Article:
John Davis, who graduated in 1978 with a degree in political science, recently contacted the Department of Political Science to share the following reflections on his career.
“My name is John Davis and I attended ISU from 1974–1978 as a Political Science major. I was a member of the college Republican all four years and my last year I was elected President of the College Republicans. While at school I was a charter member of Sigma Pi fraternity (EH Chapter). I also worked on some of the local area election campaigns as a volunteer. I applied for, was interviewed, and was told I would get a job on the Governor’s staff after graduation that did not materialize. I moved back to my hometown, Glen Ellyn, Illinois in the west suburbs of Chicago (DuPage County) and obtained employment as a commercial underwriter (workers compensation and commercial group auto) and got married. I applied to law schools in the area and got elected President of DuPage County Young Republicans. The day I accepted employment with the Illinois Senate Republican staff, requiring that I relocate to Springfield, Illinois, I received notice I was accepted to attend a law school in Chicago. It was a big career decision: law or politics? My wife and I decided to ‘go political’ and work in Springfield.”
“I worked as a GOP staffer for the Senate Insurance Committee and the Senate Public Pension Committee (1979–1981). I had an office in the Capitol building and it was a great learning experience and a fun job. I was there when the Republicans “stole the Senate (majority).” Later I accepted employment at the Illinois Insurance Department as their legislative liaison. I successfully worked on worker’s compensation reform (deregulation of pricing) in 1982 that reduced worker’s compensation premiums for Illinois business by 30 percent on average. This was the height of the Cold War between the Soviet Union and the United States. I wanted to do my part to defeat communism. I joined the U.S. Marine Corps Reserves (artillery) and still maintained my job at the insurance department. Working in the state bureaucracy was not a fulfilling job for me, so I went to work for an insurance company trade association. I lobbied in Illinois and monitored property and casualty insurance rate regulation legislation in all 50 states. There was a liability crisis in 1985 resulting in large increases in liability insurance rates for business. Many states enacted price controls (prior approval rate regulation). I was quoted more than once in the Wall Street Journal and other business publications. I also was involved in trying to draft federal legislation to create an earthquake reinsurance mechanism to ensure the solvency of the insurance industry if a mega-earthquake ever happened. It was a challenging job and I learned a lot.”
“I accepted the position of Illinois State Director with the National Federation of Independent Business in Springfield in 1987. It was just me and a secretary in the office. I lobbied the state legislature on a wide variety of business issues including workers compensation (again!), health insurance, taxation, tort reform, and utility regulation. I enjoyed getting the opportunity to do Op-Eds ‘Voice of the People’ for the Chicago Tribune and appeared twice on the ‘Chicago Tonight’ show on PBS. While I was state director for nine years, the state membership grew from less than 13,000 to more than 21,000 and the Illinois PAC had the highest per member contribution rate of any state PAC. The PAC success got noticed and I was promoted to Regional Political Director and I moved my family to the Washington, D.C. area to work at the NFIB Washington, D.C. office. I helped increase federal NFIB PAC fundraising by almost 300 percent in the next election cycle (1995–1996). After nearly 13 years at NFIB I went back to the insurance industry to run a PAC and lobby Capitol Hill.”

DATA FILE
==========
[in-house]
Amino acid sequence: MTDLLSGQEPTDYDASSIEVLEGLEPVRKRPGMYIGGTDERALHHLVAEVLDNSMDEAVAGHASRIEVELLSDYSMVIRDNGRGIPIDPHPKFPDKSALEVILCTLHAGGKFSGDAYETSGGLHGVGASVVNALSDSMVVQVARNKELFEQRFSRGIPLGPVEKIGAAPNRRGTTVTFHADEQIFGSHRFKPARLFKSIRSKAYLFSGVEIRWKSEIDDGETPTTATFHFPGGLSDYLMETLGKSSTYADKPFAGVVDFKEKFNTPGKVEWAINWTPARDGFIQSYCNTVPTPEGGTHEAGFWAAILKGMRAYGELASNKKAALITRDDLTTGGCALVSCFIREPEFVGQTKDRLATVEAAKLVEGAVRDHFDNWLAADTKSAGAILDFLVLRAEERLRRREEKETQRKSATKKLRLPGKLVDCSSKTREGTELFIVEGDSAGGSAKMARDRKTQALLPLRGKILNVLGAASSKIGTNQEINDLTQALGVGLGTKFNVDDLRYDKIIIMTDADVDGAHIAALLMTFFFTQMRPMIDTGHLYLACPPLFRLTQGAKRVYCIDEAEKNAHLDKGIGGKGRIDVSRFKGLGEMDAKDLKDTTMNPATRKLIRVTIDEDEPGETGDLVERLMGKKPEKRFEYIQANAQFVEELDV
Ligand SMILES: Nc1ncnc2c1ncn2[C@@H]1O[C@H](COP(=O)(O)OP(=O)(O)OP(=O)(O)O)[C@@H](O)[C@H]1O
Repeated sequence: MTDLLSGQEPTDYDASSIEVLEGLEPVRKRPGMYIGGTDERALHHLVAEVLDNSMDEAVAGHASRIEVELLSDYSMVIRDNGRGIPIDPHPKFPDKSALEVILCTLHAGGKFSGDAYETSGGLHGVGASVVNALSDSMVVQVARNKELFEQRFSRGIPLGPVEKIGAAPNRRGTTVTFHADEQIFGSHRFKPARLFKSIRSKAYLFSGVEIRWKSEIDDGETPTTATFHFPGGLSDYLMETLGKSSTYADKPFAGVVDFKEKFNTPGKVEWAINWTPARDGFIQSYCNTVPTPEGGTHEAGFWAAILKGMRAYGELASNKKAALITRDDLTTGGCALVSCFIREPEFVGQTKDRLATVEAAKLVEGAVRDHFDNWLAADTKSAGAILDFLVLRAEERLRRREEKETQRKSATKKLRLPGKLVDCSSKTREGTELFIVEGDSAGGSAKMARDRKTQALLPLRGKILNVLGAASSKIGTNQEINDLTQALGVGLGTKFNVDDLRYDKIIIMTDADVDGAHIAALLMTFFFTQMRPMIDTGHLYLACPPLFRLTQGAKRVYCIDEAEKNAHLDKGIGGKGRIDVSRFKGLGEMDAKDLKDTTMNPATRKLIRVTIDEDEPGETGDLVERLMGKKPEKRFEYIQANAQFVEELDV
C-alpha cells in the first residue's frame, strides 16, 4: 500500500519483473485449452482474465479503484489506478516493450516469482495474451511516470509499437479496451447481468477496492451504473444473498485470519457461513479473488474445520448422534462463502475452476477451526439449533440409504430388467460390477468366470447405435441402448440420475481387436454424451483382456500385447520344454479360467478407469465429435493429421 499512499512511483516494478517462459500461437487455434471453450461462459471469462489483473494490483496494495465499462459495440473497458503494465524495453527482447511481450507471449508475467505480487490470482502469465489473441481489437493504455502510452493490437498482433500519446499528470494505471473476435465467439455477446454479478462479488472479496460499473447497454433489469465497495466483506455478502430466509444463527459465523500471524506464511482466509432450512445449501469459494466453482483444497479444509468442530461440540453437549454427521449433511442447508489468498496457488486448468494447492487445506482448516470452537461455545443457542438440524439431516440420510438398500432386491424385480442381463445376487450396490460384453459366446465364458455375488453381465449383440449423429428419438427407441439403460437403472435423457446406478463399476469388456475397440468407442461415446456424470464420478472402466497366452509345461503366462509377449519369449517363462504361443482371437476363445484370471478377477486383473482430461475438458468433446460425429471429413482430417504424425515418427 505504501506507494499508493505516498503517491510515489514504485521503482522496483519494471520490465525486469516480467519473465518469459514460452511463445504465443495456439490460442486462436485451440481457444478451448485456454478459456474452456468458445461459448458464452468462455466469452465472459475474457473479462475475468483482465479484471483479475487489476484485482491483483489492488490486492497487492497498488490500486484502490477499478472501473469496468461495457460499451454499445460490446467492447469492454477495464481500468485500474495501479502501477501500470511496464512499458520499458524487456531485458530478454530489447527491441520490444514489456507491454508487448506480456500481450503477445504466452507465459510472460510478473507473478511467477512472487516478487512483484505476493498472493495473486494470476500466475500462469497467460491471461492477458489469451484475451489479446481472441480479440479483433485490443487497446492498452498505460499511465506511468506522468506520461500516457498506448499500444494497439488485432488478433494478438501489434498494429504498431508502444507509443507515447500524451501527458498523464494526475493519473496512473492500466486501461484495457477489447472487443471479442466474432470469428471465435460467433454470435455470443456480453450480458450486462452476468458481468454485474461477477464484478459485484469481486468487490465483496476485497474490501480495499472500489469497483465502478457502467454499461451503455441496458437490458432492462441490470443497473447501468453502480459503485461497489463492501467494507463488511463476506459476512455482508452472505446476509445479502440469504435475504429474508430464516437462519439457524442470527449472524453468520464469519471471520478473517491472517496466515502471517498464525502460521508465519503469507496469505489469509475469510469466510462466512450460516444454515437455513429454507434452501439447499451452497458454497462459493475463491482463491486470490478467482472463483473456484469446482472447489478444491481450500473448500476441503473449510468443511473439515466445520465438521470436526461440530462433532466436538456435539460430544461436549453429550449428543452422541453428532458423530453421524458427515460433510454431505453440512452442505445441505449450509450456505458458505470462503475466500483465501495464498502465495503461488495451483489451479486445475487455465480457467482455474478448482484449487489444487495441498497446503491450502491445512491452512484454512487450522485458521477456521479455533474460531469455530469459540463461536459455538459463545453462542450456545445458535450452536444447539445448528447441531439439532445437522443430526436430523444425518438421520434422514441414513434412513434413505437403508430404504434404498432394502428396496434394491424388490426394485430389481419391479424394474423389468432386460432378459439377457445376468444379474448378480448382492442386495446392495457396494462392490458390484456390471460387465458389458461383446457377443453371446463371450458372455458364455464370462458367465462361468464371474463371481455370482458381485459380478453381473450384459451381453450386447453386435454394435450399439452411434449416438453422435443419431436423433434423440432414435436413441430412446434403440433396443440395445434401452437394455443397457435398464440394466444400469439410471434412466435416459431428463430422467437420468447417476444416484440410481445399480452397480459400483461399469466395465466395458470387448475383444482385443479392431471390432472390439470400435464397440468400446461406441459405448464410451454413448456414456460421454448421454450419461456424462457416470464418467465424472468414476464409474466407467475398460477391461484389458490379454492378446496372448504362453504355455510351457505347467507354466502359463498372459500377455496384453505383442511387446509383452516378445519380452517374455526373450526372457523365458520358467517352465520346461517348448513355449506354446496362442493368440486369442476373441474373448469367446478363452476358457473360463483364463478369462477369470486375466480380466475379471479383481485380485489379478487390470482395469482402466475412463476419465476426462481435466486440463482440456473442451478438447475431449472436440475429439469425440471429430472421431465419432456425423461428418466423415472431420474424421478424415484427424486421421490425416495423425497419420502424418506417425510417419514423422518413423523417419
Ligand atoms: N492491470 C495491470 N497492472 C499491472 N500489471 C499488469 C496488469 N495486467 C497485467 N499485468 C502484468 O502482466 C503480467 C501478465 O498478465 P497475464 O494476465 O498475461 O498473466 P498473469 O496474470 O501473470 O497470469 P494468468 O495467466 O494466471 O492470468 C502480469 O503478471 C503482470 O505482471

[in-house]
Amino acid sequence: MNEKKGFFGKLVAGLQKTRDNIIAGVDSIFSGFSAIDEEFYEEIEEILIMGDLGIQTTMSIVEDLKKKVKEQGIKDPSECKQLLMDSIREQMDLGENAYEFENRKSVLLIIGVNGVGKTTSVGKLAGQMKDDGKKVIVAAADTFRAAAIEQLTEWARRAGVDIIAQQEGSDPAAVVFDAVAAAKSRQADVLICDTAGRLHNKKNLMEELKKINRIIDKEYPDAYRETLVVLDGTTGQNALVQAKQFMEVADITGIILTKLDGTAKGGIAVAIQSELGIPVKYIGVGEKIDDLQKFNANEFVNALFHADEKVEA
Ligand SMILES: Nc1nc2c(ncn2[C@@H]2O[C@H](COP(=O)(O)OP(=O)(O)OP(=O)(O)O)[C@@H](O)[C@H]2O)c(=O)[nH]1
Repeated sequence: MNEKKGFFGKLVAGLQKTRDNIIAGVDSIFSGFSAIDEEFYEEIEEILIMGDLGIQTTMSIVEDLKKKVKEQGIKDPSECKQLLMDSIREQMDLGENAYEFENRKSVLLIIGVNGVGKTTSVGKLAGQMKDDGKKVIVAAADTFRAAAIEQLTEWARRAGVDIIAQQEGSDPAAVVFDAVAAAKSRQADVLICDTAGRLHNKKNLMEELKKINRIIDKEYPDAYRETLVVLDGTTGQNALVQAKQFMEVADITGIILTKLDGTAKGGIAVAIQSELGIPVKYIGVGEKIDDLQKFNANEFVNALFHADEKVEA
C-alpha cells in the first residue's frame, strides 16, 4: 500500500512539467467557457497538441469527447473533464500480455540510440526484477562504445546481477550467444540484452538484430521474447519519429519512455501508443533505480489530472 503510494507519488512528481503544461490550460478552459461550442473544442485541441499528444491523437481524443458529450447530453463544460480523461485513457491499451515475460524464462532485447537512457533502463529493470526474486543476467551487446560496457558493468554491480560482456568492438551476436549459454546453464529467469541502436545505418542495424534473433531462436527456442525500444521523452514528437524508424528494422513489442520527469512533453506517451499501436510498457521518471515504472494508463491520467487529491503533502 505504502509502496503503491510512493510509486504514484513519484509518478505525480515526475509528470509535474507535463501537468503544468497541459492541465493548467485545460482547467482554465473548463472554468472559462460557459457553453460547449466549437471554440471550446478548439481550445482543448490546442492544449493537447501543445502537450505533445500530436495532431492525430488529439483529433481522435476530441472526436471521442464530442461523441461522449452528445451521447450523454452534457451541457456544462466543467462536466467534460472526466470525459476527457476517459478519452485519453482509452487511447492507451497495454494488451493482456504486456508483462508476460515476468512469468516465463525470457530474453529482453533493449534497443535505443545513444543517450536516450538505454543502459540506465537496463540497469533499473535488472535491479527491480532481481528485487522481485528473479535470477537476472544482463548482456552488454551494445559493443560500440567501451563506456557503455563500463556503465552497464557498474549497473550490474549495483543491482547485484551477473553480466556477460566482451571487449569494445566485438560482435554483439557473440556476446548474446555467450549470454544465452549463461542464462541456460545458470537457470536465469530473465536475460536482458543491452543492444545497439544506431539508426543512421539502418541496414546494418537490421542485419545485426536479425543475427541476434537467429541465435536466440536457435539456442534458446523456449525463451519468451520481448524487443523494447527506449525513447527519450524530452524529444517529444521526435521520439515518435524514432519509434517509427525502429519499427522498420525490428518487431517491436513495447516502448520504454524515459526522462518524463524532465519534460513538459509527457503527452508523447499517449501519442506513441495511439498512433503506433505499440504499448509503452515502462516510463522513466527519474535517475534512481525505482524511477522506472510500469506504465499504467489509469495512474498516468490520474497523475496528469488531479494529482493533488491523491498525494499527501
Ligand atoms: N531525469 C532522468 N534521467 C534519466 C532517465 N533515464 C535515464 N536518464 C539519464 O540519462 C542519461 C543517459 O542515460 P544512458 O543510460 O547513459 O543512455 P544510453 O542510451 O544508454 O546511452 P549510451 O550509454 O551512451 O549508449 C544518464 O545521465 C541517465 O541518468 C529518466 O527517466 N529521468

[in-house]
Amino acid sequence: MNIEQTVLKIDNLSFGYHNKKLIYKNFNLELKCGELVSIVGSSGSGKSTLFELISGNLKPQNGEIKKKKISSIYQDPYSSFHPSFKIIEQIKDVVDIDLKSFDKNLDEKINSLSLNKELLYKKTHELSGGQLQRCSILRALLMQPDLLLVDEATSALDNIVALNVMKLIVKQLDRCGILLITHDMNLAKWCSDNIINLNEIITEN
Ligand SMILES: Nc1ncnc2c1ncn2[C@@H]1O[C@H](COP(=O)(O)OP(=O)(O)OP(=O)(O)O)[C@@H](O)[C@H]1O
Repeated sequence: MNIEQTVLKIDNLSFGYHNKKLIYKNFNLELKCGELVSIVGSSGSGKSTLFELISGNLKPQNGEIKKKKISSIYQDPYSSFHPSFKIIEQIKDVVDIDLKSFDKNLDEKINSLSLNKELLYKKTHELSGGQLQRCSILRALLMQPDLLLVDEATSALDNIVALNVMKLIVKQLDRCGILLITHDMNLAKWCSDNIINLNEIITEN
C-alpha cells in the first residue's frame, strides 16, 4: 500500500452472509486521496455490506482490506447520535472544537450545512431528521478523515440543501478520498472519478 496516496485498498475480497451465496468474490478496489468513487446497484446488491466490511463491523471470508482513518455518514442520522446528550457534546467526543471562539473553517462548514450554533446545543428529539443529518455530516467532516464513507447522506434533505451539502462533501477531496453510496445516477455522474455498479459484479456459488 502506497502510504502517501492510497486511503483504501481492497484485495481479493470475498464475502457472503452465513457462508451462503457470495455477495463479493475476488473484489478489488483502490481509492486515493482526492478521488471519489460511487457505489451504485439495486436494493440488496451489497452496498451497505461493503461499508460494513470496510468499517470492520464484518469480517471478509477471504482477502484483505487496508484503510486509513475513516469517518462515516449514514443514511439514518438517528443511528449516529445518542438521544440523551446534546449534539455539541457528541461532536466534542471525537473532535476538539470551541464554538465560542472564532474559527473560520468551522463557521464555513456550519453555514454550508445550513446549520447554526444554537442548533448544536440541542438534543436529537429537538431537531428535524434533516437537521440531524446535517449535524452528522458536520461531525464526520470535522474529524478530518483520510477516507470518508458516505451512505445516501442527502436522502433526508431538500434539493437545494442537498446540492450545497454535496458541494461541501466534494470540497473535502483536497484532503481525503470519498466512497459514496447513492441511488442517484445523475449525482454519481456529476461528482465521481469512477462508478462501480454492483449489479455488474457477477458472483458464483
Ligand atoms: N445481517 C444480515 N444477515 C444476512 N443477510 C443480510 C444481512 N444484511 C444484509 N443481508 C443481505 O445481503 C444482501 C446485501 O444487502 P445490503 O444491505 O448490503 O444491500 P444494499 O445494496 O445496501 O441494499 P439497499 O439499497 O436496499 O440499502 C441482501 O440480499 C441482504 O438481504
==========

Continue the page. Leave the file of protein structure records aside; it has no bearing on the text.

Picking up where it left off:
“I worked for two other associations that provided me the opportunity to lobby in Ohio, West Virginia, New Jersey, Maryland, and Kansas, before landing my current job at the Fleet Reserve Association (FRA) as director of (federal) legislative programs. I advocate for current and former enlisted seas service (Navy, Marine Corps, and Coast Guard) military personnel on issues of pay and benefits. I recently celebrated my 14th anniversary as DLP with FRA. I have testified before Congress on several occasions. I write testimony, a weekly legislative newsletter, a monthly column for the association magazine, and position papers used on Capitol Hill. I grew the grassroots advocacy program by more than 1700 percent and emerged as my organization’s ‘go-to’ person on legislative process questions. I organize the annual Capitol Hill reception for awarding legislator of the year award to selected representative or senator in conjunction with the ‘Storming the Hill’ event. I plan the Storming the Hill event that provides an opportunity for activist members to meet their legislators to discuss specific issues. Most of the issues I work on impact the Department of Defense (DoD) and the Department of Veterans Affairs (VA). Working on VA issues is especially difficult and yet can be very rewarding. A big legislative victory for FRA last year was the enactment of substantial improvements for military widow benefits.”
“When I went to ISU, I considered it a privilege, not an entitlement. I was very excited to go to college at a big university. I was the second and last of my five siblings that had the opportunity to go to a four-year college. Looking back on my life, I am proud to be a Marine and I am very proud to be an ISU Redbird alumnus.”